Special Needs Dad 365

Helping Our Special Needs Children
Yesterday, I posed a question to parents who have kids with special needs or have chronic health issues. “If you were given one thing that could help your child or your family, what would you want it to be?” I would like to share the top three most requested ideas. Understandably, a cure is at the top of the list. The second was health care. The third was about acceptance and support.

I asked this question for two reasons. First, I was interested to see if there are similar needs across a variety of families and the health spectrum. Second, I wanted to show what the major concerns are of families who are dealing with chronic medical issues. These are the things we are forced to think about each and every day.

It’s also quite interesting how the list breaks down in order by relative cost and the amount of time it takes to change. A cure is always best case. I would give everything I have to take Livy’s seizures away forever. However, cures are usually incredibly expensive and can take decades if not centuries to discover. As technology advances, that timeline shrinks. But for a family struggling with a disease or disorder, one day without a cure is too long.

While health care is expensive, it is an area where we can make great progress. I will not even get into this politically charged area and I ask that if you want to comment, please be respectful. We all have our opinions and are entitled to them. It is not until you walk in the footsteps of another that you understand why they feel the way they do, from where they are coming, and how they got to that point. What I will say is that navigating the system when dealing with chronic health issues is incredibly difficult, time consuming, and frustrating. In one case, it took us nearly two years to resolve a dispute. The only reason we came to closure was due to persistence. I’ll discuss this topic in another post.

The final area is acceptance and support. Often, support comes after acceptance. Support can cover many different topics. At the root of it is having a system in place that families can turn to when in need of emotional or physical assistance. Monetary support is also an issue but if health care was resolved, the money issue would be a smaller consideration. Typically, support starts with family, friends, and other families with similar circumstances. Family members and friends often find it difficult to understand a diagnosis and how it changes everything. Families are torn apart and friendships severed due to lack of acceptance and understanding. Parents become different people, on so many levels, when faced with our children’s health challenges. Perspectives are different as are the areas of life on which we focus.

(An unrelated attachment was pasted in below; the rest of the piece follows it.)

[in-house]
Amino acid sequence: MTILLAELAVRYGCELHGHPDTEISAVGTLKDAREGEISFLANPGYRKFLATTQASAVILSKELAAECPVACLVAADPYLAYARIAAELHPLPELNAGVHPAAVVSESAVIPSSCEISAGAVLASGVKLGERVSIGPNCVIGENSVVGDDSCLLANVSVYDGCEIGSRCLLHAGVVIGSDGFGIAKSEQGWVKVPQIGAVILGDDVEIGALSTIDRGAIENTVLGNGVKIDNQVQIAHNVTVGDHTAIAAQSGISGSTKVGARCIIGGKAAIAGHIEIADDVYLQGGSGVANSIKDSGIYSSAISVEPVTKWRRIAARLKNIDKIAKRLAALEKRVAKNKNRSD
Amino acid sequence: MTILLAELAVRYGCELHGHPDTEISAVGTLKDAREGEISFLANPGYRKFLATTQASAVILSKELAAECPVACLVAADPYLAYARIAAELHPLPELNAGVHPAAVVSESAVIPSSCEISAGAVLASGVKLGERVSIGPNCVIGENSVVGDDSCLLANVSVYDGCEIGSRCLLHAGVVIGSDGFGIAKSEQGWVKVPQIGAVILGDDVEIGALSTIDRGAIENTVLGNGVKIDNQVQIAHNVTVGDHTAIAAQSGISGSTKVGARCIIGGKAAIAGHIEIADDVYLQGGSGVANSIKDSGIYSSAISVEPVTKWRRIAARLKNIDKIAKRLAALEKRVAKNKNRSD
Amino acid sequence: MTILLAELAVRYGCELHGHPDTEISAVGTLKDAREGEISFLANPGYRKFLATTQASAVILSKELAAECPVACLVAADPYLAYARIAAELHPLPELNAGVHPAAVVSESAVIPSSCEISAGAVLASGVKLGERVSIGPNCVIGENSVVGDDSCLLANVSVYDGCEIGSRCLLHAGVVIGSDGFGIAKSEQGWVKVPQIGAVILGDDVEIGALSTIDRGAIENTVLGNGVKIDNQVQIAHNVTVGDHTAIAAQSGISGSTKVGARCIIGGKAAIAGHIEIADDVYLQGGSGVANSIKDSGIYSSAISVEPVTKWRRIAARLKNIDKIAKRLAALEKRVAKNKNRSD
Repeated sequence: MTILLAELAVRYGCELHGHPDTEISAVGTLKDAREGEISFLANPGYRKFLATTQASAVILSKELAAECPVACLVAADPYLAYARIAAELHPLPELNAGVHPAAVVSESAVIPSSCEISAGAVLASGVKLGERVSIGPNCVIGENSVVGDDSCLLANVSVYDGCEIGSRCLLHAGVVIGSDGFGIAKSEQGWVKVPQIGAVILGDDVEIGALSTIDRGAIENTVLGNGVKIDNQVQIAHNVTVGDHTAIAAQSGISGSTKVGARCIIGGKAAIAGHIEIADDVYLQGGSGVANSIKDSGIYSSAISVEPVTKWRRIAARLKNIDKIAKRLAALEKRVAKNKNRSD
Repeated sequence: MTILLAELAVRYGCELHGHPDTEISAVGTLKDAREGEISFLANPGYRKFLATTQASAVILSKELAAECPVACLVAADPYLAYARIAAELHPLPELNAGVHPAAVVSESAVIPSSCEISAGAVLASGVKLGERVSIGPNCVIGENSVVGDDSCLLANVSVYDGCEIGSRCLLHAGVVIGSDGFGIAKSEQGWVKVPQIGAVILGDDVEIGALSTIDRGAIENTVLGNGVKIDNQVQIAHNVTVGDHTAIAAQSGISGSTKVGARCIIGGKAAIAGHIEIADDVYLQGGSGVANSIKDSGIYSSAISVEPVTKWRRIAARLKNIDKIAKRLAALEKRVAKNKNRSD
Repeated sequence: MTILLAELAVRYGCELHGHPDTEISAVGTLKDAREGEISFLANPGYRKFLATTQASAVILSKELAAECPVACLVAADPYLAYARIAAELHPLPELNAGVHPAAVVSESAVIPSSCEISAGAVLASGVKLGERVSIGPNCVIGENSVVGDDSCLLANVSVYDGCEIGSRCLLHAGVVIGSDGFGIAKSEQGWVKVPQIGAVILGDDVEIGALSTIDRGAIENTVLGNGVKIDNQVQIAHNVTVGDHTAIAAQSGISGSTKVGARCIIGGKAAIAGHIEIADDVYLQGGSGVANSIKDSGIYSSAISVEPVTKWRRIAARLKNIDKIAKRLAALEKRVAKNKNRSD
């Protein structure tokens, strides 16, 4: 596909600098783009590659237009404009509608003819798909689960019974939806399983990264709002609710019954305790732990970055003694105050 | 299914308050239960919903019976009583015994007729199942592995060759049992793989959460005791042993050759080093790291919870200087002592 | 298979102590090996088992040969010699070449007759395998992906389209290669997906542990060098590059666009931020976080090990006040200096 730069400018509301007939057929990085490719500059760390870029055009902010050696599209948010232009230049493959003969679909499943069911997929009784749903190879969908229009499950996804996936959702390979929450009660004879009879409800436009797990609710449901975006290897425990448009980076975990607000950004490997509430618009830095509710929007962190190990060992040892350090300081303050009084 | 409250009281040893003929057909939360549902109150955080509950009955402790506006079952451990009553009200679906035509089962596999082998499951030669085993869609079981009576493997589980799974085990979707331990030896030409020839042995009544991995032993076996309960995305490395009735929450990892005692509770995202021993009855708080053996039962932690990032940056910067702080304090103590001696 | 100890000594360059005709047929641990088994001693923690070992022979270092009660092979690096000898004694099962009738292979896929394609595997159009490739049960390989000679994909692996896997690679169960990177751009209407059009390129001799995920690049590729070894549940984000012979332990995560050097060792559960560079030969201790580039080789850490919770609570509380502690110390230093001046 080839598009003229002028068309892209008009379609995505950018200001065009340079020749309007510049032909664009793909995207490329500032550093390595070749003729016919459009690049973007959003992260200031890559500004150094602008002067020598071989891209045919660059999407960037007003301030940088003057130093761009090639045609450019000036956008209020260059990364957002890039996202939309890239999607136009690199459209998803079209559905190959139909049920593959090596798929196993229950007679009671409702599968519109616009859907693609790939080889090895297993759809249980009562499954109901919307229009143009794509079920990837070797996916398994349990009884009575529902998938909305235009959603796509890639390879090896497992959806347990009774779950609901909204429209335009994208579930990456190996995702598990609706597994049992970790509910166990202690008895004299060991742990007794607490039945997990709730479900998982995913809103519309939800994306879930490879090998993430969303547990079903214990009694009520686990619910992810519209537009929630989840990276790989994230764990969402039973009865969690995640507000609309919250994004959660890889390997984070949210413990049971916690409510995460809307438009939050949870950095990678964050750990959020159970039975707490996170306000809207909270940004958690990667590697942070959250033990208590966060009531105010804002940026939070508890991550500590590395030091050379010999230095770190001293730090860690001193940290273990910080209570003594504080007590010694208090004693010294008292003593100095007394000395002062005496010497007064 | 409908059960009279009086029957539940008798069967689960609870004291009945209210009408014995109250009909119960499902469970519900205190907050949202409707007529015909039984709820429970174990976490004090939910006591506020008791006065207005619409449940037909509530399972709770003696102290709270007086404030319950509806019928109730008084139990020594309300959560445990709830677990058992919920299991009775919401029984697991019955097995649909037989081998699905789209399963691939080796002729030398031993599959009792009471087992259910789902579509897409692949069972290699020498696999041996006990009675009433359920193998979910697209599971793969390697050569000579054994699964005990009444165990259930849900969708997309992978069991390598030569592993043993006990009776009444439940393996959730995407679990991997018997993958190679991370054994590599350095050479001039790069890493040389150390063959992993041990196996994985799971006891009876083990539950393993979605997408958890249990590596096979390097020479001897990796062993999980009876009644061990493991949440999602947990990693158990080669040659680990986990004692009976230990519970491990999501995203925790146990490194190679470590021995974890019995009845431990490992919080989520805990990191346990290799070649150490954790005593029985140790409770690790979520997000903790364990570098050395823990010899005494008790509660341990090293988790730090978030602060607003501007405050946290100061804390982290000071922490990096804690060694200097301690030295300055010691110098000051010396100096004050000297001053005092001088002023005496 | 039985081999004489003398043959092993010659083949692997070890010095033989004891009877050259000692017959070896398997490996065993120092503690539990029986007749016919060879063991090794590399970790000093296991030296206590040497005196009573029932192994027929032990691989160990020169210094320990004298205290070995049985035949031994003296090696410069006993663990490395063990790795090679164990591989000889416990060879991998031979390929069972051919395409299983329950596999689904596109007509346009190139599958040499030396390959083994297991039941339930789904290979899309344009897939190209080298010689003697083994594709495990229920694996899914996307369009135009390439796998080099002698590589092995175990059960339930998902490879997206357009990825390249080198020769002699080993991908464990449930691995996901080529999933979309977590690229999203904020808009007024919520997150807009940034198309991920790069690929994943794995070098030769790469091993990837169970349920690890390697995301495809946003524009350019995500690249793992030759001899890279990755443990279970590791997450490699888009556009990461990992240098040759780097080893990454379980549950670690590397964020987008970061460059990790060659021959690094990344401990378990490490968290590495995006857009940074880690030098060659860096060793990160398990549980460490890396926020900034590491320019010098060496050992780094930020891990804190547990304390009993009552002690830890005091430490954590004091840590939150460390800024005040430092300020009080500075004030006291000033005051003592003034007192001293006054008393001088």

In some ways, we become stronger individuals able to handle and solve really hard problems. But in other ways, we are more emotionally susceptible, fragile, and aware. We thirst for those willing to be a part of our new journeys and for those who have traveled the road before us. We go through life craving acceptance and when adding a disability into the mix, our yearning for approval is magnified. It’s easy to say, “I don’t care what other people think.” But when you’re in public and someone is staring at your child in less than a positive light, it hurts. Hence the need for people who are tolerant and accepting. This piece does not cost a penny to rectify aside from perhaps awareness campaigns. It comes down to basic human decency, what we are taught and believe as a society, and not judging others because they are different.

I hope that we are able to focus on solving these big issues. Working together, we can find cures, care for our children, and build acceptance. Committed parents pursuing common goals are able to make tremendous strides. We are each responsible for moving the conversation forward. I guarantee you, it will not be handed to us. Our children’s lives are literally at stake as is the health and well being of our families. There’s nothing more important than that!